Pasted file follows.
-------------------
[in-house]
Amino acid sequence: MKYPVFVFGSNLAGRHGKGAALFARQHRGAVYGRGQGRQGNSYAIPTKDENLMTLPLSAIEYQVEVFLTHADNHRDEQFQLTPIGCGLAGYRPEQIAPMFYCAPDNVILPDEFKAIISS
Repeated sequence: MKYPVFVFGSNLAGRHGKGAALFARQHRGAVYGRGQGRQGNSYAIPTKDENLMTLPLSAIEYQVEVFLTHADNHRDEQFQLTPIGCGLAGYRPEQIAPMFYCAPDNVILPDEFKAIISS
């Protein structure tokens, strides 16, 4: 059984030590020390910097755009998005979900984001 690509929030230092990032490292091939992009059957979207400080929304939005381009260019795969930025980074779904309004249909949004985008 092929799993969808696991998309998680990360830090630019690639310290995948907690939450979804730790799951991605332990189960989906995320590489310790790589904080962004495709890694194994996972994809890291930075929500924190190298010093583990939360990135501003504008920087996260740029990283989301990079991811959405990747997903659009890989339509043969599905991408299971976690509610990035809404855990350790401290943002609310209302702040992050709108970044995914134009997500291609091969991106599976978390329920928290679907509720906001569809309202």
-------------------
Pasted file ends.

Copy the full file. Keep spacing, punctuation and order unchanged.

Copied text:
[in-house]
Amino acid sequence: MKYPVFVFGSNLAGRHGKGAALFARQHRGAVYGRGQGRQGNSYAIPTKDENLMTLPLSAIEYQVEVFLTHADNHRDEQFQLTPIGCGLAGYRPEQIAPMFYCAPDNVILPDEFKAIISS
Repeated sequence: MKYPVFVFGSNLAGRHGKGAALFARQHRGAVYGRGQGRQGNSYAIPTKDENLMTLPLSAIEYQVEVFLTHADNHRDEQFQLTPIGCGLAGYRPEQIAPMFYCAPDNVILPDEFKAIISS
């Protein structure tokens, strides 16, 4: 059984030590020390910097755009998005979900984001 690509929030230092990032490292091939992009059957979207400080929304939005381009260019795969930025980074779904309004249909949004985008 092929799993969808696991998309998680990360830090630019690639310290995948907690939450979804730790799951991605332990189960989906995320590489310790790589904080962004495709890694194994996972994809890291930075929500924190190298010093583990939360990135501003504008920087996260740029990283989301990079991811959405990747997903659009890989339509043969599905991408299971976690509610990035809404855990350790401290943002609310209302702040992050709108970044995914134009997500291609091969991106599976978390329920928290679907509720906001569809309202």